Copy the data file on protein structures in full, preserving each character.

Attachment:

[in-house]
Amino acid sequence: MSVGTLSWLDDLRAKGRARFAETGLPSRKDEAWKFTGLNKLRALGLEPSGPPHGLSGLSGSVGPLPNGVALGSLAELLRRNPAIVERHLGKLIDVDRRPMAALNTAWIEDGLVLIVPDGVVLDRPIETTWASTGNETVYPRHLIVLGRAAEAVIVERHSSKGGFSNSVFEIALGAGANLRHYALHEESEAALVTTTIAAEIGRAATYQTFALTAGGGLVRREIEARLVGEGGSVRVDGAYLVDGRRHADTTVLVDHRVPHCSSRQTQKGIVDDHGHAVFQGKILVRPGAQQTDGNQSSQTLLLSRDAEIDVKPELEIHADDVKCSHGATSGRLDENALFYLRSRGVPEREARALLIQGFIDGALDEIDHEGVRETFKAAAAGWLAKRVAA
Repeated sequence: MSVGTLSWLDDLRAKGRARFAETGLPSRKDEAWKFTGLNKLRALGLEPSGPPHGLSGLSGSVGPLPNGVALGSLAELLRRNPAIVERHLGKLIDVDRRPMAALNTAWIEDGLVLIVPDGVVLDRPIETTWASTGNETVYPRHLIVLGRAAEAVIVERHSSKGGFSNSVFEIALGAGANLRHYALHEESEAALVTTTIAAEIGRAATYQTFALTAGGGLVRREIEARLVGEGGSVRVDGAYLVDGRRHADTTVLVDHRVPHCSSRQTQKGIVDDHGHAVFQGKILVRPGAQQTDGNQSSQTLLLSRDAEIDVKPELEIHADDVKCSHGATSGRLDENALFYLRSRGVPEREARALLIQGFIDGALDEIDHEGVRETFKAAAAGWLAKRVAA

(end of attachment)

[in-house]
Amino acid sequence: MSVGTLSWLDDLRAKGRARFAETGLPSRKDEAWKFTGLNKLRALGLEPSGPPHGLSGLSGSVGPLPNGVALGSLAELLRRNPAIVERHLGKLIDVDRRPMAALNTAWIEDGLVLIVPDGVVLDRPIETTWASTGNETVYPRHLIVLGRAAEAVIVERHSSKGGFSNSVFEIALGAGANLRHYALHEESEAALVTTTIAAEIGRAATYQTFALTAGGGLVRREIEARLVGEGGSVRVDGAYLVDGRRHADTTVLVDHRVPHCSSRQTQKGIVDDHGHAVFQGKILVRPGAQQTDGNQSSQTLLLSRDAEIDVKPELEIHADDVKCSHGATSGRLDENALFYLRSRGVPEREARALLIQGFIDGALDEIDHEGVRETFKAAAAGWLAKRVAA
Repeated sequence: MSVGTLSWLDDLRAKGRARFAETGLPSRKDEAWKFTGLNKLRALGLEPSGPPHGLSGLSGSVGPLPNGVALGSLAELLRRNPAIVERHLGKLIDVDRRPMAALNTAWIEDGLVLIVPDGVVLDRPIETTWASTGNETVYPRHLIVLGRAAEAVIVERHSSKGGFSNSVFEIALGAGANLRHYALHEESEAALVTTTIAAEIGRAATYQTFALTAGGGLVRREIEARLVGEGGSVRVDGAYLVDGRRHADTTVLVDHRVPHCSSRQTQKGIVDDHGHAVFQGKILVRPGAQQTDGNQSSQTLLLSRDAEIDVKPELEIHADDVKCSHGATSGRLDENALFYLRSRGVPEREARALLIQGFIDGALDEIDHEGVRETFKAAAAGWLAKRVAA